6. 6. Identifying  Participatory  Roles  in  CSCL  scenarios Marcos García, J.A.,  Martínez Monés, A.,  Dimitriadis, Y.,  AnguitaMartínez, R. A role-based approach for the support ofcollaborative learning activities e-Service Journal. 6(1):40-58,Diciembre 20079/04/13Computational Methods and Tools for Social NetworkAnalysis of Networked Learning Communities6
  7. 7. Participatory  roles •  Goal: Identifying roles based on theirposition within a network of relationshipso  Description of expected roles, based on centrality indexeso  Identify the emergence of those roles in an experienceo  Provide them with information adapted to their needs•  Approach:o  Description of roles based on “fuzzy” combinatios of SNAindexes9/04/13Computational Methods and Tools for Social NetworkAnalysis of Networked Learning Communities7
  8. 8. Participatory  roles    (Distance  forum,  CSCL  2009) IsolatedNon-participative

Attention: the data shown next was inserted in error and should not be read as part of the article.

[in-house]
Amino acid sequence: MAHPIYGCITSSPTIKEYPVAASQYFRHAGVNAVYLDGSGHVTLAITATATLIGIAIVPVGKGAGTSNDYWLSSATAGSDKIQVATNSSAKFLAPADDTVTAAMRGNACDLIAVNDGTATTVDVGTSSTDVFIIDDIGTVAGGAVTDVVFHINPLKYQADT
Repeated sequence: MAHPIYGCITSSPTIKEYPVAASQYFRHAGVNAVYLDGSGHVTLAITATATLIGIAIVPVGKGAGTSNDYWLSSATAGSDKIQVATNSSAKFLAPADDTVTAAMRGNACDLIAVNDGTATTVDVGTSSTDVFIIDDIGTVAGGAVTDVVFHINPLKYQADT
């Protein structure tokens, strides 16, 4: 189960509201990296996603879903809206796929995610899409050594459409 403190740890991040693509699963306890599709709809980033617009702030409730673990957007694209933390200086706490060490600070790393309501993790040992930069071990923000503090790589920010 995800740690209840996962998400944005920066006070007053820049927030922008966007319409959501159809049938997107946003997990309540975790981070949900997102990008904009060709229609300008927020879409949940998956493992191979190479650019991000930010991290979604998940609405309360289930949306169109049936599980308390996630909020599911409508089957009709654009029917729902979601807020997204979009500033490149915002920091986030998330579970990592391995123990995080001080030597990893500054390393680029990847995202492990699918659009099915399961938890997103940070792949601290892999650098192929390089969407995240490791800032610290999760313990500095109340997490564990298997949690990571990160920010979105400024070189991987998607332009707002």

9. 9. Role: Dynamizer studentIndicatorsOutdegree CDo(i)Description Number of links initiated by this actor.V a l u e s /InterpretationA high value, indicates a high participation ofthe actorR e l e v a n c erankFirstOutdegree sessionsDescription Specifies the relation between participationand number of sessionsV a l u e s /InterpretationA high value indicates a high participation ofthe actor in the overall activityR e l e v a n c erankSecondIndegree CDi(i)Description Number of links terminating by this actorV a l u e s /InterpretationA medium value indicates a mediumrelevanceR e l e v a n c erankThird.Participatory  roles  Dynamizer  student 9/04/13Computational Methods and Tools for Social NetworkAnalysis of Networked Learning Communities9